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Enter Shikari are one of the few bands that require no introduction, partly because any attempt to describe their music would result in the same confusion as a discussion of the meaning of life with an infant. These genre-hopping giants recently dropped their incredible 4Th LP “The Mindsweep” last month, meaning it was time to ‘Take To The Skies’ once more and deliver a tour de force filled with brand new, meaty material, alongside fan favourites.

 

‘The Corn Exchange’ fits in perfectly with the architectural aesthetic of Cambridge – old and pretty from the outside, but neat and modern on the inside; with a decently sized floor-space for fans to tear up, a huge stage and the obligatory wall-length bars in the foyer. Unfortunately, Cambridge is around three hours away from where I live, meaning I missed the first support band: ‘Fatherson’ – which is a pity as their smooth alt-rock tones would have been the perfect way to get in the mood for a night of music – if not quite preparing for the hectic energy of the following bands.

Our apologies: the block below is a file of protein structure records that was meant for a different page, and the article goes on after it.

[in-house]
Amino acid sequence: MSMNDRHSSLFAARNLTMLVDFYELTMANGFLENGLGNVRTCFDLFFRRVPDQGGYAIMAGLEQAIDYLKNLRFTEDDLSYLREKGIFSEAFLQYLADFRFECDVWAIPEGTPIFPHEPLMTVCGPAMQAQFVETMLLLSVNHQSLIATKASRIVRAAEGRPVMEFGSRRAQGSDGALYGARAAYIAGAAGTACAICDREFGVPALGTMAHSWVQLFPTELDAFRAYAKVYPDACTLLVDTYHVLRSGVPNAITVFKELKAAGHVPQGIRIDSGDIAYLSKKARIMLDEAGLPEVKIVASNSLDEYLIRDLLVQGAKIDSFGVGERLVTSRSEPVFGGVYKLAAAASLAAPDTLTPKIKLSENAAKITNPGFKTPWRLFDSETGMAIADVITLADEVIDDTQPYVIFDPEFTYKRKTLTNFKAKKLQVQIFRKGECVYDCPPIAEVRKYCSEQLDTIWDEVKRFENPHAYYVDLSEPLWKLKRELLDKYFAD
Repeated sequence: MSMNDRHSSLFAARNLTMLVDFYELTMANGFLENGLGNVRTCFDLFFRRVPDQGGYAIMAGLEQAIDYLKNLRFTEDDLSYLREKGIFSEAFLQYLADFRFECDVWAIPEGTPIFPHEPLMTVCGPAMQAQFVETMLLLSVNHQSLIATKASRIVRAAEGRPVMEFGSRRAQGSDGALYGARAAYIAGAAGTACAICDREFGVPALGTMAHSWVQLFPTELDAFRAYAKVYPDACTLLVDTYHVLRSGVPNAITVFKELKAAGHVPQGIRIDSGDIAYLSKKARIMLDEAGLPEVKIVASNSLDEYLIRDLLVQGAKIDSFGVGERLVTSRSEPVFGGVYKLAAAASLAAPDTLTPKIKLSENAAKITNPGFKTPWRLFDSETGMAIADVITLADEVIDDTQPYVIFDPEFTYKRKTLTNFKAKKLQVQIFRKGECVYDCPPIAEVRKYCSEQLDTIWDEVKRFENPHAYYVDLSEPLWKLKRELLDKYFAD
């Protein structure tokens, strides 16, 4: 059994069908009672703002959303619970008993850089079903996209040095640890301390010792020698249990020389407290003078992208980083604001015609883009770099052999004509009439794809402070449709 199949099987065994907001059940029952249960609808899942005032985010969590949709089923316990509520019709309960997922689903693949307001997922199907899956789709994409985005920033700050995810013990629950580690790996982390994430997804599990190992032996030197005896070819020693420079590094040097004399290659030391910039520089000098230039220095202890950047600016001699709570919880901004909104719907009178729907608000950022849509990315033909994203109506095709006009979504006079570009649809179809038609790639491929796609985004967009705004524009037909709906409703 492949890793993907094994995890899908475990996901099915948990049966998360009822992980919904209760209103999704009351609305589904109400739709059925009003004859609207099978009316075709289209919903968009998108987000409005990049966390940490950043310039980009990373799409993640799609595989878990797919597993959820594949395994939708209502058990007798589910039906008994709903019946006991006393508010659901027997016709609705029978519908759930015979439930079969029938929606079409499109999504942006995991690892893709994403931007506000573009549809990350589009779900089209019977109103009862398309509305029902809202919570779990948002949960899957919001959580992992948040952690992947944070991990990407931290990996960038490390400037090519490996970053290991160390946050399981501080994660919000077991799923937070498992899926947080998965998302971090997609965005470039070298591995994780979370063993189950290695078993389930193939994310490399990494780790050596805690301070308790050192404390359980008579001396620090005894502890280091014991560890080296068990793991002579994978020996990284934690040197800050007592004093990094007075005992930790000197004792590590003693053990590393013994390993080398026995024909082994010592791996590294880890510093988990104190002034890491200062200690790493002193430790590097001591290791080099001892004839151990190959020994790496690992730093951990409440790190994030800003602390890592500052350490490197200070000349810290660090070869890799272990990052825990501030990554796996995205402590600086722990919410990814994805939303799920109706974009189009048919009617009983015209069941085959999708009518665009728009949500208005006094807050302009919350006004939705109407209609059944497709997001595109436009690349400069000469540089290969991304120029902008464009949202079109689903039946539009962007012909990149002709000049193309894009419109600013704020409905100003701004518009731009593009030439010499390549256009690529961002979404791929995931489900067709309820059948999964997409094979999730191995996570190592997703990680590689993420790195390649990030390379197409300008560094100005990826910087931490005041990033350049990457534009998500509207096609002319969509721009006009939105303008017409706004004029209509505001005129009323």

The second band to hit the stage was ‘Allusondrugs’ – a band which I did manage to catch, who were sadly underwhelming. Each song seemed like a pastiche of a different band: first attempting to emulate ‘The Strokes’, then ‘The Darkness’, followed by ‘Marmozets’… unfortunately, by not choosing a signature sound for themselves, ‘Allusondrugs’ don’t feel like they’ve mastered any particular style – the set came across as bland and uninteresting. Oh, and the lead singer could benefit from some singing lesson (just saying).